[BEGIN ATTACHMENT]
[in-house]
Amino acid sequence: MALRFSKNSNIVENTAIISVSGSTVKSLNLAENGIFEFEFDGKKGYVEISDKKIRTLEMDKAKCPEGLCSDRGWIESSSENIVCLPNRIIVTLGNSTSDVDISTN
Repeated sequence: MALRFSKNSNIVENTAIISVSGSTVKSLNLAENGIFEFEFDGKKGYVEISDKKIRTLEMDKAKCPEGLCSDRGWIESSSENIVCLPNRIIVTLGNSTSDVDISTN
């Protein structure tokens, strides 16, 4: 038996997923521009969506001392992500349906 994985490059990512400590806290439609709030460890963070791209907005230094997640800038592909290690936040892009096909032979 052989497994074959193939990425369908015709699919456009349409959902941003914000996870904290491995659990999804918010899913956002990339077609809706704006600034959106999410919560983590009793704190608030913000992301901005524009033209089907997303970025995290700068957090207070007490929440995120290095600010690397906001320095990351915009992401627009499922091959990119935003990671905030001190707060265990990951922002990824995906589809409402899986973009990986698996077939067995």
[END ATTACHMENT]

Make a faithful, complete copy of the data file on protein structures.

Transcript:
[in-house]
Amino acid sequence: MALRFSKNSNIVENTAIISVSGSTVKSLNLAENGIFEFEFDGKKGYVEISDKKIRTLEMDKAKCPEGLCSDRGWIESSSENIVCLPNRIIVTLGNSTSDVDISTN
Repeated sequence: MALRFSKNSNIVENTAIISVSGSTVKSLNLAENGIFEFEFDGKKGYVEISDKKIRTLEMDKAKCPEGLCSDRGWIESSSENIVCLPNRIIVTLGNSTSDVDISTN
């Protein structure tokens, strides 16, 4: 038996997923521009969506001392992500349906 994985490059990512400590806290439609709030460890963070791209907005230094997640800038592909290690936040892009096909032979 052989497994074959193939990425369908015709699919456009349409959902941003914000996870904290491995659990999804918010899913956002990339077609809706704006600034959106999410919560983590009793704190608030913000992301901005524009033209089907997303970025995290700068957090207070007490929440995120290095600010690397906001320095990351915009992401627009499922091959990119935003990671905030001190707060265990990951922002990824995906589809409402899986973009990986698996077939067995």